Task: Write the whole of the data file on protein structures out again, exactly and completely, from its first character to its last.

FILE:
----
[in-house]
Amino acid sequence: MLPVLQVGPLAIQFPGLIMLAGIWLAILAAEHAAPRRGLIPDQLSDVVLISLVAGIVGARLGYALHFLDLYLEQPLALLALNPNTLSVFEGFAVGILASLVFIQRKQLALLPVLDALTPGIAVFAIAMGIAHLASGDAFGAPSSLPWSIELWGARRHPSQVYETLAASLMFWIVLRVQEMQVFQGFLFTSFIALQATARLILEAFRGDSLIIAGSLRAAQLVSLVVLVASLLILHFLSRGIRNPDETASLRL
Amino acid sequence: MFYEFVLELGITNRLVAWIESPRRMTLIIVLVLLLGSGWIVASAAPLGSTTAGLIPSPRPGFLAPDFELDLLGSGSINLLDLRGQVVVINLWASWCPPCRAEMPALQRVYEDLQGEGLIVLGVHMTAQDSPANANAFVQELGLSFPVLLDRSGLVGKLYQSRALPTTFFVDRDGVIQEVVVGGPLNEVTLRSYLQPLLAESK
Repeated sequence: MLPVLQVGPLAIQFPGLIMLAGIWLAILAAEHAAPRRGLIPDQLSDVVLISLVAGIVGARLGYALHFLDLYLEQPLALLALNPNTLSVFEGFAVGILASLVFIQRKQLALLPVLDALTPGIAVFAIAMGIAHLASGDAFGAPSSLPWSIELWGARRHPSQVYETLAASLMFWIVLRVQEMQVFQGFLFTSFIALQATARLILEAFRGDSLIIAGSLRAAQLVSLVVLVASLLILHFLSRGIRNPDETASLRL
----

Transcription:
[in-house]
Amino acid sequence: MLPVLQVGPLAIQFPGLIMLAGIWLAILAAEHAAPRRGLIPDQLSDVVLISLVAGIVGARLGYALHFLDLYLEQPLALLALNPNTLSVFEGFAVGILASLVFIQRKQLALLPVLDALTPGIAVFAIAMGIAHLASGDAFGAPSSLPWSIELWGARRHPSQVYETLAASLMFWIVLRVQEMQVFQGFLFTSFIALQATARLILEAFRGDSLIIAGSLRAAQLVSLVVLVASLLILHFLSRGIRNPDETASLRL
Amino acid sequence: MFYEFVLELGITNRLVAWIESPRRMTLIIVLVLLLGSGWIVASAAPLGSTTAGLIPSPRPGFLAPDFELDLLGSGSINLLDLRGQVVVINLWASWCPPCRAEMPALQRVYEDLQGEGLIVLGVHMTAQDSPANANAFVQELGLSFPVLLDRSGLVGKLYQSRALPTTFFVDRDGVIQEVVVGGPLNEVTLRSYLQPLLAESK
Repeated sequence: MLPVLQVGPLAIQFPGLIMLAGIWLAILAAEHAAPRRGLIPDQLSDVVLISLVAGIVGARLGYALHFLDLYLEQPLALLALNPNTLSVFEGFAVGILASLVFIQRKQLALLPVLDALTPGIAVFAIAMGIAHLASGDAFGAPSSLPWSIELWGARRHPSQVYETLAASLMFWIVLRVQEMQVFQGFLFTSFIALQATARLILEAFRGDSLIIAGSLRAAQLVSLVVLVASLLILHFLSRGIRNPDETASLRL